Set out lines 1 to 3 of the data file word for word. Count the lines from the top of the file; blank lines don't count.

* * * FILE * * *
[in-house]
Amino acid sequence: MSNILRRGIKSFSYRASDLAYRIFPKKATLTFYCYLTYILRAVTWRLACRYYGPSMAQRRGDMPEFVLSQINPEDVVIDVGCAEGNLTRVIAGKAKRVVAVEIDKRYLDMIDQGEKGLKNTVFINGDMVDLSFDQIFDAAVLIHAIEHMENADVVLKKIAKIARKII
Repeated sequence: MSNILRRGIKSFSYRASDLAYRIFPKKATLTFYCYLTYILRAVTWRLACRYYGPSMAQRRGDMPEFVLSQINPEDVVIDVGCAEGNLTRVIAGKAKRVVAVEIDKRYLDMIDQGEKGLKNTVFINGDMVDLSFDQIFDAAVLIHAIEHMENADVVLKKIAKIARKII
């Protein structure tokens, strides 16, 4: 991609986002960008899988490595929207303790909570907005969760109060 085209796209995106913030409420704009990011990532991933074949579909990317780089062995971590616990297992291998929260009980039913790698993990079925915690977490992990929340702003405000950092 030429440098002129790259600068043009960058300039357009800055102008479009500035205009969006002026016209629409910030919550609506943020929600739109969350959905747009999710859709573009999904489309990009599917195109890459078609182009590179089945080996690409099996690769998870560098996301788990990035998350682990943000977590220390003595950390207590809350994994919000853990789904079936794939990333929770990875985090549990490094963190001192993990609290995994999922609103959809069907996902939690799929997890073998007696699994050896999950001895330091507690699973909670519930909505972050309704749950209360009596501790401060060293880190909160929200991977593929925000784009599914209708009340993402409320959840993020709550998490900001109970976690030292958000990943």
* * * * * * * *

[in-house]
Amino acid sequence: MSNILRRGIKSFSYRASDLAYRIFPKKATLTFYCYLTYILRAVTWRLACRYYGPSMAQRRGDMPEFVLSQINPEDVVIDVGCAEGNLTRVIAGKAKRVVAVEIDKRYLDMIDQGEKGLKNTVFINGDMVDLSFDQIFDAAVLIHAIEHMENADVVLKKIAKIARKII
Repeated sequence: MSNILRRGIKSFSYRASDLAYRIFPKKATLTFYCYLTYILRAVTWRLACRYYGPSMAQRRGDMPEFVLSQINPEDVVIDVGCAEGNLTRVIAGKAKRVVAVEIDKRYLDMIDQGEKGLKNTVFINGDMVDLSFDQIFDAAVLIHAIEHMENADVVLKKIAKIARKII